If you buy a stock listed on a U.S. exchange and then purchase the same internationally listed stock on a Canadian exchange, the quoted price of the stock will be different. Stock prices are expressed in terms of a specific currency. Stocks sold in the U.S. are expressed in dollars. In another country, which uses its own currency, stocks will primarily be listed in that country's home currency. Buying both local and foreign currency-denominated stock can provide diversification, but it also presents certain risks.
When you buy U.S. goods, they are expressed in terms of dollars. Because of the size of the U.S. economy and the widespread use of dollars, some items are expressed in U.S. dollars even in other countries. For example, oil is bought and sold in dollars throughout much of the world, even though many of the countries buying and selling oil have their own currencies.
Foreign Currency Denominated
Buying a stock listed on an exchange outside your home country will likely mean you have purchased a foreign currency-denominated stock. For example, if you are a U.S. investor and buy a stock listed on the Australian Securities Exchange, it must be purchased in Australian dollars. A stock listed on a Canadian stock exchange is denominated and quoted in Canadian dollars.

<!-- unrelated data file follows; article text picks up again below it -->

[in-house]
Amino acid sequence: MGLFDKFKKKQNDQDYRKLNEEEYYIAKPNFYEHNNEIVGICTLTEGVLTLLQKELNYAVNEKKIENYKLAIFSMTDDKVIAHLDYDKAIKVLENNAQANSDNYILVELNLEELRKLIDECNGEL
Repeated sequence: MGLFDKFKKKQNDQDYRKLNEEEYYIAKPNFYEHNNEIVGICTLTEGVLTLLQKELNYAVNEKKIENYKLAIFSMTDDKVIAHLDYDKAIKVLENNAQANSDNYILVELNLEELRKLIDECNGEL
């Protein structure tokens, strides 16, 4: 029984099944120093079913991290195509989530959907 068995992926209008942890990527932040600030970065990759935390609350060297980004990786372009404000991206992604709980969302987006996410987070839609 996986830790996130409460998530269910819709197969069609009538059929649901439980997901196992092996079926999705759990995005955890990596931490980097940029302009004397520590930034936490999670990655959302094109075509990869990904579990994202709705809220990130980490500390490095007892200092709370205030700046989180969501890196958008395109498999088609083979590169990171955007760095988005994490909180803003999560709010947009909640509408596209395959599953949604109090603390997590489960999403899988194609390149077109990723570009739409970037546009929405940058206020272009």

Currencies are subject to fluctuating exchange rates. These are usually determined by market supply and demand but occasionally are fixed at a certain price relative to another currency. Fluctuating exchange rates can increase or decrease the returns on a foreign currency-denominated holding. Investors must consider whether the stock price will rise or fall and whether the foreign currency will go up or down relative to their home country's currency.
Assuming the stock price stays the same, if the foreign currency rises, this will increase the investment return. This is because when the stock is sold and converted back into the home currency, more home currency can be purchased, since the foreign currency increased in value. If the foreign currency declines, the return will decrease.
Buying stocks denominated in other currencies is considered a form of diversification. When you hold assets in multiple currencies, if one currency falls relative to the others, the exchange rate losses are partially offset by the corresponding rise in the other currencies. Purchasing foreign currency denominated stocks can be done through a broker and will require the simultaneous buying of the currency in which the stock is denominated.
Cory Mitchell has been a writer since 2007. His articles have been published by "Stock and Commodities" magazine and Forbes Digital. He is a Chartered Market Technician and a member of the Market Technicians Association and the Canadian Society of Technical Analysts. Mitchell holds a Bachelor of Management in finance from the University of Lethbridge.